13 composite insurers record 106bn shareholders’ funds


No fewer than 13 licensed composite insurance companies in the nation’s underwriting sector recorded 106 billion as at December 31, 2017, worth of shareholders’ funds. The composite insurance license allows an organisation to underwrite both life and non-life (or general) risks. Then financial status implies an average of 9 billion per operator, which was considerably higher than an average of 3 billion for life and 7 billion for non-life, in the previous financial year.
In a comprehensive report on the Nigerian Insurance Industry, conducted by Agusto & Co, a credit rating agency, it highlighted the various impacts of key macroeconomic fundamentals on the sector’s performance and challenges leading to its low penetration rate of 0.4 per cent, among other things. The report showed the dominance of composite segment of the insurance industry, which accounted for an estimated 41 per cent of the industry’s total assets, 40 per cent of total Gross Premium Income (GPI) and 44 per cent of the industry’s pretax profits in 2017.
Specifically, key performance indicators of the segment consistently stood out when compared to other segments of the market, as seen in ratios such as its underwriting profit margin of 15.5% (Life: 15.8%; Non-life: 13.7%), operating profit margin of 13.5% (Life: 5.4%; Nonlife: 4.0%) and Return On Equity at 18% (Life: 12.7%; Non-life: 5.5%). Meanwhile, the National Insurance Commission (NAICOM) had earlier said that no new composite licenses would be given to any interested operators in the industry henceforth.
An insurance analyst at the rating agency explained that the performance of the composite business segment is attributable to the flexibility of the license, which gives it a broader playing field. Therefore, there are no restrictions to the type of business that can be undertaken within the insurance confines. As a result, Agusto & Co noted that composite underwriters characteristically offer the highest number and variety of products and are able to capture a larger portion of a client’s pocket compared to a life or non-life insurance underwriter.
Little wonder the industry has witnessed a few transitions to a composite structure, some of which have been announced and others in the offing. In 2017, Standard Alliance Insurance Plc announced the approval of a composite insurance license by the regulator, following years of operating its non-life and life businesses separately. Contained in the report are major characteristics of the composite insurance business that make it more profitable compared to its peers.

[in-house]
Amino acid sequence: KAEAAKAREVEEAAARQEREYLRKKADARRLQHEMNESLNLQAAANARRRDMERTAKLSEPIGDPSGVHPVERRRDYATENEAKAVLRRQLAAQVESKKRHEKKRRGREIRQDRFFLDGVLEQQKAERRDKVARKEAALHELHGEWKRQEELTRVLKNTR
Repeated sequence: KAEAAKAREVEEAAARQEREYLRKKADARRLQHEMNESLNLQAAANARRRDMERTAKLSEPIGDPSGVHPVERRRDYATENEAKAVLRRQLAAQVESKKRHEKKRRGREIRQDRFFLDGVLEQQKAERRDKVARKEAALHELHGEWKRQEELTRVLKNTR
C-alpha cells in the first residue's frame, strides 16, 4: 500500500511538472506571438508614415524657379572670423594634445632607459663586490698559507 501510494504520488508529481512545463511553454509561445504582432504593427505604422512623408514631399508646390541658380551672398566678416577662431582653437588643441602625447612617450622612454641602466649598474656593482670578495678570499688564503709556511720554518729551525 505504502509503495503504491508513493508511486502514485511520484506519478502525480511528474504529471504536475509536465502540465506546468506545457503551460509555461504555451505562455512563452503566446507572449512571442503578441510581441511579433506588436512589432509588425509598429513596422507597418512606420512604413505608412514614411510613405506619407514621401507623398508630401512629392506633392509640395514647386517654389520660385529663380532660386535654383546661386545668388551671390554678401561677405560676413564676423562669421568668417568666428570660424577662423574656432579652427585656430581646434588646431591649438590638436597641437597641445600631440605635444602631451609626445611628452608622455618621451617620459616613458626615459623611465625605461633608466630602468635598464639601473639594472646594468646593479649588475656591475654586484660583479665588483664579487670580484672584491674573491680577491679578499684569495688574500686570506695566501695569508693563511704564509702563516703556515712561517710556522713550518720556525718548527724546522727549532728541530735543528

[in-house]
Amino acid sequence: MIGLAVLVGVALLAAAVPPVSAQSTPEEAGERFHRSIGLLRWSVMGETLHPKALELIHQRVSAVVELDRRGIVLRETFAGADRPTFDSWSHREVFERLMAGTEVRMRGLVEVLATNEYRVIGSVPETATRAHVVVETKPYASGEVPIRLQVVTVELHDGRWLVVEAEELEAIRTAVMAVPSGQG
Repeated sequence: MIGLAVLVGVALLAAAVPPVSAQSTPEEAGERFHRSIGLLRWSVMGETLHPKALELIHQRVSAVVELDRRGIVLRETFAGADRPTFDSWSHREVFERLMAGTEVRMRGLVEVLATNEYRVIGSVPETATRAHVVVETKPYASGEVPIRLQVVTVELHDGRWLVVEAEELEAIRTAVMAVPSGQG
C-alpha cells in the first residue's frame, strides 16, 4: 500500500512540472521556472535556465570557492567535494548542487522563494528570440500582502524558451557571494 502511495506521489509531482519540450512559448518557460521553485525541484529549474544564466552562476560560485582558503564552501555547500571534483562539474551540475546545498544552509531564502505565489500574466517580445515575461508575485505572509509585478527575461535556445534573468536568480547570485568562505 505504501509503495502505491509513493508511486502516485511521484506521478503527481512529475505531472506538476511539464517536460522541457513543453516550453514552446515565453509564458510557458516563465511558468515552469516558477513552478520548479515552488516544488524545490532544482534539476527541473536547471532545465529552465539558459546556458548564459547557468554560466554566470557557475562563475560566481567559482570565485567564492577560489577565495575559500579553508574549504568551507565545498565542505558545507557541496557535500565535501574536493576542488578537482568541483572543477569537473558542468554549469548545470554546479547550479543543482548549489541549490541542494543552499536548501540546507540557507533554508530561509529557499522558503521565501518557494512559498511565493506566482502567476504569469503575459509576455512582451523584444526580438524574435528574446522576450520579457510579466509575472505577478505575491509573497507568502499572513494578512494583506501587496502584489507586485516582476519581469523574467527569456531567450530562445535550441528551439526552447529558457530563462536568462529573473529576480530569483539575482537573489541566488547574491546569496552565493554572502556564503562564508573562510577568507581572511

On the question of the a larger capital base, Agusto & Co explained that the minimum regulatory capital requirement of 5 billion for a composite insurer seeking to operate in Nigeria allows operators in the segment take on big ticket transactions, which may not be accessible to non-life and life players by reason of their smaller capital base (regulatory requirements for nonlife: 3 billion; life: 2 billion). Agusto & Co stressed that the relatively higher capital base of composite insurers reflects in the segment’s market share of premiums collected in key business lines such as Life and oil & gas business, where Leadway Insurance accounted for 26% and 24.3% respectively of total premiums generated in 2016. The rating company stated that composite insurers have proven to be more attractive to foreign investors seeking exposure to the nation’s insurance market. Over the years, the composite insurance segment has witnessed significant influx of foreign direct investors such as the AXA Group and the Allianz Group. In 2015, AXA Group acquired a majority stake in Mansard Insurance’s transaction, while Allianz Group acquired Ensure Insurance Plc in 2017.

 




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